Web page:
Lisp/Scheme and business logic
I’ve been thinking about business logic lately. Specifically about how to make nice flexible rules without hard coding them in the code itself. This has led me to look more at Lisp-y languages like Scheme and Erlang. (I’ve got some more to say about Erlang, but that’s a topic for a later post.) At any rate, today on Reddit there were a few really good postings on this topic and one of those postings led me to more really good articles on the topic. (As a side note, I’m really glad this happened today, lately reddit has been a dumping ground for picture links and other uninteresting things.) While none of these links shows exact methods for implementing business rules, they are a great starting spot.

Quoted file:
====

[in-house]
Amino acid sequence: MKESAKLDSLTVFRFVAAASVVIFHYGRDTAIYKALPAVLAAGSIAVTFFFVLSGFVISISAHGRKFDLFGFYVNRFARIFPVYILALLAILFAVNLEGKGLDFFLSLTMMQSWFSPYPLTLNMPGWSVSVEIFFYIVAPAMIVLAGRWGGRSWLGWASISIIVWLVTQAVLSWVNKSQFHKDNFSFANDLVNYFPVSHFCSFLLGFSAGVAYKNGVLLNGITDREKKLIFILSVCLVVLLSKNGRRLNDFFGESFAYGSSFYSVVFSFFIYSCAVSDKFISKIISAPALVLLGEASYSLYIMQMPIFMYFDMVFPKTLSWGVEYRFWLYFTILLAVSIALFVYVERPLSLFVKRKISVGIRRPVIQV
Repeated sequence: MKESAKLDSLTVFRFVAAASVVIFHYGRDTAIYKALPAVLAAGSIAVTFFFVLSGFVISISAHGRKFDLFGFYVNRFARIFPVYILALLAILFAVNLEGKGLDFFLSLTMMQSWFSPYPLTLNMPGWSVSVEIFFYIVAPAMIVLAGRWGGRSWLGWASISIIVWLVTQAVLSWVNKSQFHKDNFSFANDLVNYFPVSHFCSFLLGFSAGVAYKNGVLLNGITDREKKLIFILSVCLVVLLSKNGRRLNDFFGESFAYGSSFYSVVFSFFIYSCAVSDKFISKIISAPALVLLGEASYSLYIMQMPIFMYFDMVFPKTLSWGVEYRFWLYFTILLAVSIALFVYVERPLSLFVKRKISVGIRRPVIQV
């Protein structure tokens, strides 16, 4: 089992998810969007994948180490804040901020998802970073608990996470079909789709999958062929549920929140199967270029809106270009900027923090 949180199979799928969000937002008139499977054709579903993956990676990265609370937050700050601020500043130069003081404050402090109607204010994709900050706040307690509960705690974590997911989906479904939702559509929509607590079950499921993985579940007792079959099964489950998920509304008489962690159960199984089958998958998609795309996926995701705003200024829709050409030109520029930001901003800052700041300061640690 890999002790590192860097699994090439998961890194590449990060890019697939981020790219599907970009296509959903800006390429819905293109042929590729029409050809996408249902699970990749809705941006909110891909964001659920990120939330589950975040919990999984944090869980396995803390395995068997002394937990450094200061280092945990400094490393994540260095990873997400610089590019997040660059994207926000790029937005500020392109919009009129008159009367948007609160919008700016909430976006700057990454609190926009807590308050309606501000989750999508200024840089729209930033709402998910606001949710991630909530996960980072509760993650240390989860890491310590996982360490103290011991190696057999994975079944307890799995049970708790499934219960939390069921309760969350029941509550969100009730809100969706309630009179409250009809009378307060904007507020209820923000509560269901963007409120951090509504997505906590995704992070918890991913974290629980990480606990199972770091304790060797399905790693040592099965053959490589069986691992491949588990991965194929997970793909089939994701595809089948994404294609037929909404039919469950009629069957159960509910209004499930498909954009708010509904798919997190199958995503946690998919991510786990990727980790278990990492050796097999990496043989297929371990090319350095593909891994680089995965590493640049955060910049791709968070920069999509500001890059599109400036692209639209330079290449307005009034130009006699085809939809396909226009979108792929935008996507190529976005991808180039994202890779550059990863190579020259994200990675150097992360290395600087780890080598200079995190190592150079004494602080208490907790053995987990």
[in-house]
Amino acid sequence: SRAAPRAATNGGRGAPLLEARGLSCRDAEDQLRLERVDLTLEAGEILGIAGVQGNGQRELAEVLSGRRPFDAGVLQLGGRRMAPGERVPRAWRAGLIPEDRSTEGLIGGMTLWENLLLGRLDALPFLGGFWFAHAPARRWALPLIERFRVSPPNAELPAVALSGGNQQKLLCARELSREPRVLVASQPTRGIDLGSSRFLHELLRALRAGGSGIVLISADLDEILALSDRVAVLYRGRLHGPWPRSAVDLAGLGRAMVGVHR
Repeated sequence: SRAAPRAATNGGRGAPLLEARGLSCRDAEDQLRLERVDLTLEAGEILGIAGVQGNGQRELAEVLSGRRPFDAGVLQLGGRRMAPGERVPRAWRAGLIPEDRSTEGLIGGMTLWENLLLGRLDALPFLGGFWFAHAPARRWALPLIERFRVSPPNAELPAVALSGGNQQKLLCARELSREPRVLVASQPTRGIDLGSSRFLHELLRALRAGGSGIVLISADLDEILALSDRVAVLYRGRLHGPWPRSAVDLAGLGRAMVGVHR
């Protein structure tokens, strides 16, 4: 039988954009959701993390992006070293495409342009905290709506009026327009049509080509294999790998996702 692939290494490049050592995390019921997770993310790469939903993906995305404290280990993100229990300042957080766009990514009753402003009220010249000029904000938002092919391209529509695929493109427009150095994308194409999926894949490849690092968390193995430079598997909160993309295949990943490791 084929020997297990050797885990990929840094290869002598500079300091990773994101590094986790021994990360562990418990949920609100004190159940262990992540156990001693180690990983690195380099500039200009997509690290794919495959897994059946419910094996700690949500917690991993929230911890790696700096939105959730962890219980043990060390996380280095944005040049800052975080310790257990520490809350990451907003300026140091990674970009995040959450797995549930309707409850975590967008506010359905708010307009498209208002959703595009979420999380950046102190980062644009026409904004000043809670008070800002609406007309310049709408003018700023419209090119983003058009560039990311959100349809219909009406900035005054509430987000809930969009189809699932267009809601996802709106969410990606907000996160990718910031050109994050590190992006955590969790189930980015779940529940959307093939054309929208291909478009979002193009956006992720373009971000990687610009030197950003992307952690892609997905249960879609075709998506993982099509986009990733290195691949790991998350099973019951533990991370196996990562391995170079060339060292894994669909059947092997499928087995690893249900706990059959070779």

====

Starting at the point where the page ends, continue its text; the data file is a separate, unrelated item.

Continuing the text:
These links also mention a lot about XML and the associated headaches that come with working with it. As one of them pointed out when you (modern programmers) think about storing data, XML usually springs to mind first. Past experiences with XML and XSLT have left a weird taste in my mouth: They seem like they are on to a good idea, but the execution and use of it just feels so contrived. These articles enlightened me to think about the data with more of a functional “lisp” frame of mind. Lots of food for thought. Lately I’ve been thinking a lot about the MVC pattern and how it is trumpeted all over the place, yet sometimes it doesn’t seem to solve the core problem of getting the application out the door to the user in a timely and maintainable manner. (And when I say that, I am thinking mostly of web apps.) Perhaps this is a better way…tags: